The Fu­ture of Tech­nol­ogy Security

Through an in­ter­view, Kr­ishna Ra­jagopal, Chief Ex­ec­u­tive Of­fi­cer of AKATI Con­sult­ing, he shares his in­sights into the world of tech­no­log­i­cal security in the face of in­creas­ing security breaches, ex­ploits and hacks into valu­able busi­ness and per­sonal in­for

Insurance - - MAN­AGE­MENT -

Q: 2011 was known for Dis­trib­uted De­nial of Ser­vice (DDOS) at­tacks in the cy­ber world. Will the year 2012 be any dif­fer­ent? With all the crazy 2011 security breaches, ex­ploits and no­to­ri­ous hacks, what can we ex­pect from 2012? Well… noth­ing dif­fer­ent, ac­tu­ally! DDOS will still be there as a form of protest. It will be a new style of protest­ing, but I would like to dub the year 2012 as “the year of mo­bile and so­cial net­work at­tacks with a fo­cus on iden­tify theft.”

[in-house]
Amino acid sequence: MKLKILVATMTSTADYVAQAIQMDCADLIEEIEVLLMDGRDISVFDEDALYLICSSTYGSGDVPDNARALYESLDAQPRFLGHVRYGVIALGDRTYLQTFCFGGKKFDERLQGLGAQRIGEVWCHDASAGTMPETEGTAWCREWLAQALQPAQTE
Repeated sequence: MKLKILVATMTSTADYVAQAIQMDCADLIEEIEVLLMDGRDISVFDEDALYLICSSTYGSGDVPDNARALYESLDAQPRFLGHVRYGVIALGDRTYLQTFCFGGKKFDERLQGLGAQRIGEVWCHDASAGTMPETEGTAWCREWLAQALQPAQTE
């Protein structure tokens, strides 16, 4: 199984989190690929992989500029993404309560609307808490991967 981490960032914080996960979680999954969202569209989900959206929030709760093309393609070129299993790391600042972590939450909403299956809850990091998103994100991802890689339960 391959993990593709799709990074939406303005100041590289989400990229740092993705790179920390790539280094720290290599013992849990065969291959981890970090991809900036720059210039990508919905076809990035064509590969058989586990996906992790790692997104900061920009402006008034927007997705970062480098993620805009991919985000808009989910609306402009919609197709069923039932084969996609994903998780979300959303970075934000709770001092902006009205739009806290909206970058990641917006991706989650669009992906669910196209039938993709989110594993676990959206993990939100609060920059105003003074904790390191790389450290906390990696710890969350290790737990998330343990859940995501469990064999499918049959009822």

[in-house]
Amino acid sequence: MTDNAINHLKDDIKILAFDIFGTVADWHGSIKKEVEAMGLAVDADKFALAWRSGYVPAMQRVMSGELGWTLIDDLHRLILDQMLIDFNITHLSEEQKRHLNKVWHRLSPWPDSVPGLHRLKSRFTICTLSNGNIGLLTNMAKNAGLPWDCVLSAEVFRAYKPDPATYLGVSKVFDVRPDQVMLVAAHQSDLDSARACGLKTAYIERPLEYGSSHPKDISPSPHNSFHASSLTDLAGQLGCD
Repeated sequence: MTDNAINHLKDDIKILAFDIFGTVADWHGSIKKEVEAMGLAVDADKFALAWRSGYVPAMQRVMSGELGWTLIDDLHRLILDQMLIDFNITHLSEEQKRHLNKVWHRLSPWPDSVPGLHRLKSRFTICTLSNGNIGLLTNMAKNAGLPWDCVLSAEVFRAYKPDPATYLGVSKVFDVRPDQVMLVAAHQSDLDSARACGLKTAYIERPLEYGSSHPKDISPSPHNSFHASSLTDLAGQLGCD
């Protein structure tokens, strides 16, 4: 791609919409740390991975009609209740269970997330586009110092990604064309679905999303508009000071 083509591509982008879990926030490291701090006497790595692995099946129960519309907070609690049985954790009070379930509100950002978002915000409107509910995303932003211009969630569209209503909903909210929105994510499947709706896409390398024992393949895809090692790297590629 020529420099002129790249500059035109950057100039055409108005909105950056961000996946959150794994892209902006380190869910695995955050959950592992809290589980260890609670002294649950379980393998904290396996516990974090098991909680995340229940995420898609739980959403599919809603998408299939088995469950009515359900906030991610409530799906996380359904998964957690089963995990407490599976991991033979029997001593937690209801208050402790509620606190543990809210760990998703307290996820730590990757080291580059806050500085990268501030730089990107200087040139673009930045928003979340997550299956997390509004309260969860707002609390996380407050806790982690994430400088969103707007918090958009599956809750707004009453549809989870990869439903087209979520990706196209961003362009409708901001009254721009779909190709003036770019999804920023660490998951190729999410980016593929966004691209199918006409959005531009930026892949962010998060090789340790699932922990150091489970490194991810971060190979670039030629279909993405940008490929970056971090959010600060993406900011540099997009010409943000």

Q: Anti-virus soft­ware al­ways seemed to be one step be­hind at­tacks of Viruses, Tro­jans, Mal­wares all the time. Why is this so? Is this a chicken and egg sit­u­a­tion? Not re­ally. When a doc­tor wants to cre­ate a vac­cine for a real world virus, what hap­pens is that he usu­ally starts by ob­tain­ing a live sam­ple of the virus, and this live sam­ple is stud­ied and all at­tempts are made to un­der­stand how it repli­cates. He then tries to find its weak­ness and then builds a vac­cine to pre­vent it from spread­ing. This scene of op­er­a­tion also ap­plies in the world of com­puter viruses, as well. When a new virus is dis­cov­ered in the wild, these anti-virus coders must first get the copy of the ac­tual virus and it is bro­ken down. The coders, then, try to find out how it works and how to stop it – cre­at­ing what we call a sig­na­ture.

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